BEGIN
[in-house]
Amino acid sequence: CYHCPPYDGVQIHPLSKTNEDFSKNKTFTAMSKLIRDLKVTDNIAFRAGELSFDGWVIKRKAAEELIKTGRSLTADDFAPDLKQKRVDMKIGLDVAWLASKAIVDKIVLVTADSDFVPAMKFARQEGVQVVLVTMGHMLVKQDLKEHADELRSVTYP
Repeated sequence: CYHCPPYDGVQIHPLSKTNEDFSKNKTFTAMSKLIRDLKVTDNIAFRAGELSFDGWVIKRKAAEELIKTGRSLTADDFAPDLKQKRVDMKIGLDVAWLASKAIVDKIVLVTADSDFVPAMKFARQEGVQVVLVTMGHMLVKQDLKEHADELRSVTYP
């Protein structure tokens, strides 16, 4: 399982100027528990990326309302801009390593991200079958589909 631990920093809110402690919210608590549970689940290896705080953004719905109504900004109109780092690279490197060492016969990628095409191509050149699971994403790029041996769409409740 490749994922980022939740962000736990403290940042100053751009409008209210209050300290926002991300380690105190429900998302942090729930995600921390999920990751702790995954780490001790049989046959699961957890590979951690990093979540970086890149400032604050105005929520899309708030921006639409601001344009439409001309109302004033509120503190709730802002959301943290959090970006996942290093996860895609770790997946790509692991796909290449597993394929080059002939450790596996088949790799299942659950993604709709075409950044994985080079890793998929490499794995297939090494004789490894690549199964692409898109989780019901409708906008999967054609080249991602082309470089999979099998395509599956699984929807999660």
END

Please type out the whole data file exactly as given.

[in-house]
Amino acid sequence: CYHCPPYDGVQIHPLSKTNEDFSKNKTFTAMSKLIRDLKVTDNIAFRAGELSFDGWVIKRKAAEELIKTGRSLTADDFAPDLKQKRVDMKIGLDVAWLASKAIVDKIVLVTADSDFVPAMKFARQEGVQVVLVTMGHMLVKQDLKEHADELRSVTYP
Repeated sequence: CYHCPPYDGVQIHPLSKTNEDFSKNKTFTAMSKLIRDLKVTDNIAFRAGELSFDGWVIKRKAAEELIKTGRSLTADDFAPDLKQKRVDMKIGLDVAWLASKAIVDKIVLVTADSDFVPAMKFARQEGVQVVLVTMGHMLVKQDLKEHADELRSVTYP
């Protein structure tokens, strides 16, 4: 399982100027528990990326309302801009390593991200079958589909 631990920093809110402690919210608590549970689940290896705080953004719905109504900004109109780092690279490197060492016969990628095409191509050149699971994403790029041996769409409740 490749994922980022939740962000736990403290940042100053751009409008209210209050300290926002991300380690105190429900998302942090729930995600921390999920990751702790995954780490001790049989046959699961957890590979951690990093979540970086890149400032604050105005929520899309708030921006639409601001344009439409001309109302004033509120503190709730802002959301943290959090970006996942290093996860895609770790997946790509692991796909290449597993394929080059002939450790596996088949790799299942659950993604709709075409950044994985080079890793998929490499794995297939090494004789490894690549199964692409898109989780019901409708906008999967054609080249991602082309470089999979099998395509599956699984929807999660």